Lithospheric Structure beneath the Western US Using USArray Data

Lithospheric Structure beneath the Western US Using USArray Data Maps of depth to (a) Moho and (b) LAB. The thick lines illustrate the physiographic boundaries in the western U.S. The LAB map is a smoothed estimate of the shallowest event we identified as the LAB in the Ps and Sp receiver functions.
Using a combination teleseismic data from the USArray Transportable Array, previous PASSCAL experiments, and the COARSE array in Arizona we have produced images of the lithospheric structure beneath the Western United States. We have made common conversion point (CCP) stacked Ps and Sp receiver function image volumes to determine, in more detail and higher resolution than previously obtained, the crustal thickness and the depth to the Moho and lithosphere-asthenosphere boundary (LAB) throughout the Western U.S. Individual receiver functions have been converted to depth and laterally “migrated” to their conversion point using 3D P- and S-wave tomography velocity models, with redundant signals stacked for signal enhancement. Both S and P receiver functions have imaged an unusually complex crust-mantle boundary region beneath the Colorado Plateau in comparison to most other parts of the western U.S., although we also see features that correlate with expressions of lithospheric drips in the southern Sierra Nevada and the Wallowa Mountains. The Moho shallows significantly from an average of ≥40 km to the southern Basin and Range, where the crust is ~30 km. These complications in the Moho are correlated with low upper mantle velocities observed in P and S body wave tomography and S-velocity structure determined from Rayleigh wave inversion. Throughout the model, the LAB is a negative amplitude feature that has significant topographic variation, and cannot be described as a single surface. We see a particularly strong correlation between calculated equilibration pressures of primitive basalt whole rock samples from across the western United States, extracted from the NAVDAT database (, and the LAB estimate from the Sp images beneath the southern Basin and Range, the Colorado Plateau, and the Sierra Nevada. The depth estimates from the geochemistry data and comparison with the PdS receiver function images for the same region allows us to interpret the lithosphere-asthenosphere boundary and its relation to the tectonic provinces in the western United States. We will present different geologic scenarios that can explain these structures.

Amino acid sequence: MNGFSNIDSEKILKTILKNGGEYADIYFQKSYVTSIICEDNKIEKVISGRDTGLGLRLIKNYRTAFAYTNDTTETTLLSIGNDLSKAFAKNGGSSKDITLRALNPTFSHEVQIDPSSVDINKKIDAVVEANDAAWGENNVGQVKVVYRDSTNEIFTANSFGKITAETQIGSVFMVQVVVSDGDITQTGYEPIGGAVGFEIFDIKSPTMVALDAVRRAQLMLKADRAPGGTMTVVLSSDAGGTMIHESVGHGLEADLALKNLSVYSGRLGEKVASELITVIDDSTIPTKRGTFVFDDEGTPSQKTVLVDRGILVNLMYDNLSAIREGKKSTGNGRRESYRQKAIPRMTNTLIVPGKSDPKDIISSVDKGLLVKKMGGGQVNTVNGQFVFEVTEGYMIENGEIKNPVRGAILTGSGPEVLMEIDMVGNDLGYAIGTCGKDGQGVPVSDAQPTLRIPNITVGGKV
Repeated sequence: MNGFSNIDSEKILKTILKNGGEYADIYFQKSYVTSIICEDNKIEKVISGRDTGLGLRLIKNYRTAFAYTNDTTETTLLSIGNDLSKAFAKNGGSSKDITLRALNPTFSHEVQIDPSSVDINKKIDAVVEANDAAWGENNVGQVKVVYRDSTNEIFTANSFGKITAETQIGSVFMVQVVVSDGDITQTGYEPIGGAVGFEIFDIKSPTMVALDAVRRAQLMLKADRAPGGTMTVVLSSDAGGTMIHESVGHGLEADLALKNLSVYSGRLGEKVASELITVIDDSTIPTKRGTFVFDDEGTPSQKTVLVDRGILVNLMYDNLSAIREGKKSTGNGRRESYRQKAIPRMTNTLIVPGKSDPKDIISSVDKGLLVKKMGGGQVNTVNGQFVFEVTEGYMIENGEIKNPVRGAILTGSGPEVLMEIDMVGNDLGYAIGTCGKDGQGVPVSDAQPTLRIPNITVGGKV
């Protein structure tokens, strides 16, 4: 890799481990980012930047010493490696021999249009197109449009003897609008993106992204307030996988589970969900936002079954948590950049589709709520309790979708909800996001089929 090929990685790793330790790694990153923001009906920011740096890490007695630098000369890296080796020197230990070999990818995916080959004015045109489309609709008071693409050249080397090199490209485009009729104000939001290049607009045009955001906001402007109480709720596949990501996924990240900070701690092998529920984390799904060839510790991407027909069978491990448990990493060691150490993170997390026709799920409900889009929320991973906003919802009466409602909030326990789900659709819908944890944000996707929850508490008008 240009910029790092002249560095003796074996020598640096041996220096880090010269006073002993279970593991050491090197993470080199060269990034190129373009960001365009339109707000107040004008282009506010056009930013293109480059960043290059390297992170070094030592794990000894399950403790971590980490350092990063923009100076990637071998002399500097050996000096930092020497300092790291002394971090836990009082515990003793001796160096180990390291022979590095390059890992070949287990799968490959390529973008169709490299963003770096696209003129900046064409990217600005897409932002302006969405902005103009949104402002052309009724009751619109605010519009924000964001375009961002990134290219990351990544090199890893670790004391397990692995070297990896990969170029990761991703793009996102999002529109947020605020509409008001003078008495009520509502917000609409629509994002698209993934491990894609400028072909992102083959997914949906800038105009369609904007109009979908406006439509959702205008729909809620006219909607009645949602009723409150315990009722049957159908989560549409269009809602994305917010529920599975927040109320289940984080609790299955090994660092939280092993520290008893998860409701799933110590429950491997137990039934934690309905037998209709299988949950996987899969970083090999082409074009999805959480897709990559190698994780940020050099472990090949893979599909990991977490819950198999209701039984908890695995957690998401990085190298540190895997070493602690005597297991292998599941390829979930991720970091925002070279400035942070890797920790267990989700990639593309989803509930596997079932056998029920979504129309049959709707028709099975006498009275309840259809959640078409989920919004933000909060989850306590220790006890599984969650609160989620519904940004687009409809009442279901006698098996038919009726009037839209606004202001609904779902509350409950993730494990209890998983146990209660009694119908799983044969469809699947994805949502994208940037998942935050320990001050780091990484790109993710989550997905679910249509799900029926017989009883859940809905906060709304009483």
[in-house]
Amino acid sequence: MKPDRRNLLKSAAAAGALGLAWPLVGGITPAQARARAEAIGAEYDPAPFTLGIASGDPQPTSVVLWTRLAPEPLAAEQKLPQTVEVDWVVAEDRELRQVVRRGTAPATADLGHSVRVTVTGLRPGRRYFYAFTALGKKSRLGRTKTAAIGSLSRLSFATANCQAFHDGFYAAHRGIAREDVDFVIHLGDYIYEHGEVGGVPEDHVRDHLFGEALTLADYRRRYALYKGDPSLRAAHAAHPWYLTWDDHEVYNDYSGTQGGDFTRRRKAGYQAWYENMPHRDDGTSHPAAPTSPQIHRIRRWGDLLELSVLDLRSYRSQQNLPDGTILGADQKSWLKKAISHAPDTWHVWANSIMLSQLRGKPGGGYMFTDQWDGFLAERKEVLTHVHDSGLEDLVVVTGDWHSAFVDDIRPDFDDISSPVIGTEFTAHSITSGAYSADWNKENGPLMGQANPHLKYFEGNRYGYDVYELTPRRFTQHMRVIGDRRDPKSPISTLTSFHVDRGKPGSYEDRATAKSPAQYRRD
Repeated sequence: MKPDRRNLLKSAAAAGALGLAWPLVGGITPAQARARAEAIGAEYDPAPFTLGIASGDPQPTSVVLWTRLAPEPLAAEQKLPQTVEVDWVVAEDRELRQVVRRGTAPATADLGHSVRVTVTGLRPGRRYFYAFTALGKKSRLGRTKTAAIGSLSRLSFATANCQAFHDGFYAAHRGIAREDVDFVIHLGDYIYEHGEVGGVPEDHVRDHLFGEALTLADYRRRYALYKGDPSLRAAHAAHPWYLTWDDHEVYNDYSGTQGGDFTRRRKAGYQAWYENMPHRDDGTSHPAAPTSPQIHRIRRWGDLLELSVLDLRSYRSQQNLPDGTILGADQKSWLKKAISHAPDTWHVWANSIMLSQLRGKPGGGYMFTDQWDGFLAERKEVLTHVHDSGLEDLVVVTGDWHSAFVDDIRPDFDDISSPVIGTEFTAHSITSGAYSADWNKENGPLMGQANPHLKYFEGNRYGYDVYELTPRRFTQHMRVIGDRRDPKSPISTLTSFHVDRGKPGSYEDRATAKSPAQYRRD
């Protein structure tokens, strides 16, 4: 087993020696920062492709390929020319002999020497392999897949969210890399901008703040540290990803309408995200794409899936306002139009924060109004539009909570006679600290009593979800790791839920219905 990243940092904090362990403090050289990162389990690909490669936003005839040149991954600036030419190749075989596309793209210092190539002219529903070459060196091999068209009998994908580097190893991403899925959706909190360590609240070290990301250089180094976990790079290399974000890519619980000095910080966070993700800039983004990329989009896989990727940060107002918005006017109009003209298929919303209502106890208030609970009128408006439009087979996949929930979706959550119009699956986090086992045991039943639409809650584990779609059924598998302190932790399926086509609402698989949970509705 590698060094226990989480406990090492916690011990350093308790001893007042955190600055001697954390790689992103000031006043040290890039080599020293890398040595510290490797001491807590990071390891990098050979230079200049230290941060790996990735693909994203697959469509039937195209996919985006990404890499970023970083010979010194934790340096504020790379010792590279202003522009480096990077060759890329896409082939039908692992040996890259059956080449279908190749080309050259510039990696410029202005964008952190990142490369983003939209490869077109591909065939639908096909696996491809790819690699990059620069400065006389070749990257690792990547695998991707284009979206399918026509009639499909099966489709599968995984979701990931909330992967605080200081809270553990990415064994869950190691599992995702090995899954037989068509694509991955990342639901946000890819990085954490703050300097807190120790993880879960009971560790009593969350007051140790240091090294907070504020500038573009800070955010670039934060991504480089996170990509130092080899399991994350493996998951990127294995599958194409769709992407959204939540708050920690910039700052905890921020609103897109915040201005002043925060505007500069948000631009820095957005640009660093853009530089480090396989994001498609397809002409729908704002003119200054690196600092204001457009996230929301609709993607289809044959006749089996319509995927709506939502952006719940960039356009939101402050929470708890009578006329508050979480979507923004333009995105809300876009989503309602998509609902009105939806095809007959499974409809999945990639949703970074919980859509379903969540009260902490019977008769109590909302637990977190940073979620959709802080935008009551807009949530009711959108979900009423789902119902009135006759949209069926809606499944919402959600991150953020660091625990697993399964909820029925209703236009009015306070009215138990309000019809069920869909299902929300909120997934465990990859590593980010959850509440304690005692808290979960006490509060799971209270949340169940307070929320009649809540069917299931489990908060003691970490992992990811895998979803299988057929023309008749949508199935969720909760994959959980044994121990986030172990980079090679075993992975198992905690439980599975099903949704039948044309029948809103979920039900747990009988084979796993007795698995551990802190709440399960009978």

</p><p>Acknowledgements: We would like to thank Kaijian Liu, Yongbo Zhai, Yan Xu, and Meijuan Jiang for assisting with data processing. The Sp receiver function study began as an exercise at the 2008 CIDER (Cooperative Institute for Deep Earth Research) summer school. This research was funded by Earthscope grant EAR-0844741 and 0844760. AL gratefully acknowledges a Humboldt Research Prize from the Alexander von Humboldt Foundation. The Ps study was initiated by AL while on sabbatical at the GeoForschungsZentrum Potsdam, Germany.</p>


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